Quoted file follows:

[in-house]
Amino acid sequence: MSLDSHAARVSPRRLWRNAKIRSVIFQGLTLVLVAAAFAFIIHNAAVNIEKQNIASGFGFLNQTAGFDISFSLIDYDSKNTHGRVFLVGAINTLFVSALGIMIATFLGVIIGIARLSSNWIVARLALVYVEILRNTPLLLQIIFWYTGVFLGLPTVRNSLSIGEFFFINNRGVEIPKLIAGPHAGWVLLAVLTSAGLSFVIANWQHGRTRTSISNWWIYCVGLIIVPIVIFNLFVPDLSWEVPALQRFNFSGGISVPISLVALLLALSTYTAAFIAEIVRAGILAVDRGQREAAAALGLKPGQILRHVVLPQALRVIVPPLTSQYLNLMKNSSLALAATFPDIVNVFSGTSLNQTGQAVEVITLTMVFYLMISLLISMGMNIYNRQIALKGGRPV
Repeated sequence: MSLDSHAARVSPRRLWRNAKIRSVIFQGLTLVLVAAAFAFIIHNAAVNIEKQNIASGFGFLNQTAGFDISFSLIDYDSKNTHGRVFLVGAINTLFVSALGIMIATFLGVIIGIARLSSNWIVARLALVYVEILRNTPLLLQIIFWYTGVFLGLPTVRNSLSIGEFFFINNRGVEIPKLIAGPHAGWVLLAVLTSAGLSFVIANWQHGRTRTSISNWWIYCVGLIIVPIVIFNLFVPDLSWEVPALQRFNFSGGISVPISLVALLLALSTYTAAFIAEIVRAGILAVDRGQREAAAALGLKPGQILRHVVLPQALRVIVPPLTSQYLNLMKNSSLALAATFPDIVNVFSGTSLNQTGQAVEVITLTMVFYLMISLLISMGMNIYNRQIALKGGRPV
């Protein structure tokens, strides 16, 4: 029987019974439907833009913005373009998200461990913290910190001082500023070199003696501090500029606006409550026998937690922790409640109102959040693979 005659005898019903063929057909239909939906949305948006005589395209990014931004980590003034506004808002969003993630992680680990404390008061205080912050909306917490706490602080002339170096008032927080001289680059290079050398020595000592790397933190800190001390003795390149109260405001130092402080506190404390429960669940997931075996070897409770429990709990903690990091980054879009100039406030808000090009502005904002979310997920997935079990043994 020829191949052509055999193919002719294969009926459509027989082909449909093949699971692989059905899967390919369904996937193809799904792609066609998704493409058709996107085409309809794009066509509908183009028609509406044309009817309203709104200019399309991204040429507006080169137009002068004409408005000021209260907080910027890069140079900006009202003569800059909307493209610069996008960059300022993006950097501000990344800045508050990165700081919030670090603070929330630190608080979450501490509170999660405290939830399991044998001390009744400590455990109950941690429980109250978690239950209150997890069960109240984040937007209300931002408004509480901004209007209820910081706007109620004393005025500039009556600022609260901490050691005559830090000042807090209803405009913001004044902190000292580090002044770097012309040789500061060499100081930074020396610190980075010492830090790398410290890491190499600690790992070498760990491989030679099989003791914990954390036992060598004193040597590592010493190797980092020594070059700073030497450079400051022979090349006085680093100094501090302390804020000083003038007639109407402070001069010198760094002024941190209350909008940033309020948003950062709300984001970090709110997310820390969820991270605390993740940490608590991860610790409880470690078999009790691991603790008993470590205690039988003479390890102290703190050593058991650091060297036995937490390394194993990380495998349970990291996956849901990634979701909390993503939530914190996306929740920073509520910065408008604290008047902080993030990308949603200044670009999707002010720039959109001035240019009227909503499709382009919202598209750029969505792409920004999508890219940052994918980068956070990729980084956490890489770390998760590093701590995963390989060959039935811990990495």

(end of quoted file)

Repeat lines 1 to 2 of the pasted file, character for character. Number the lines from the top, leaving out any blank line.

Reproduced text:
[in-house]
Amino acid sequence: MSLDSHAARVSPRRLWRNAKIRSVIFQGLTLVLVAAAFAFIIHNAAVNIEKQNIASGFGFLNQTAGFDISFSLIDYDSKNTHGRVFLVGAINTLFVSALGIMIATFLGVIIGIARLSSNWIVARLALVYVEILRNTPLLLQIIFWYTGVFLGLPTVRNSLSIGEFFFINNRGVEIPKLIAGPHAGWVLLAVLTSAGLSFVIANWQHGRTRTSISNWWIYCVGLIIVPIVIFNLFVPDLSWEVPALQRFNFSGGISVPISLVALLLALSTYTAAFIAEIVRAGILAVDRGQREAAAALGLKPGQILRHVVLPQALRVIVPPLTSQYLNLMKNSSLALAATFPDIVNVFSGTSLNQTGQAVEVITLTMVFYLMISLLISMGMNIYNRQIALKGGRPV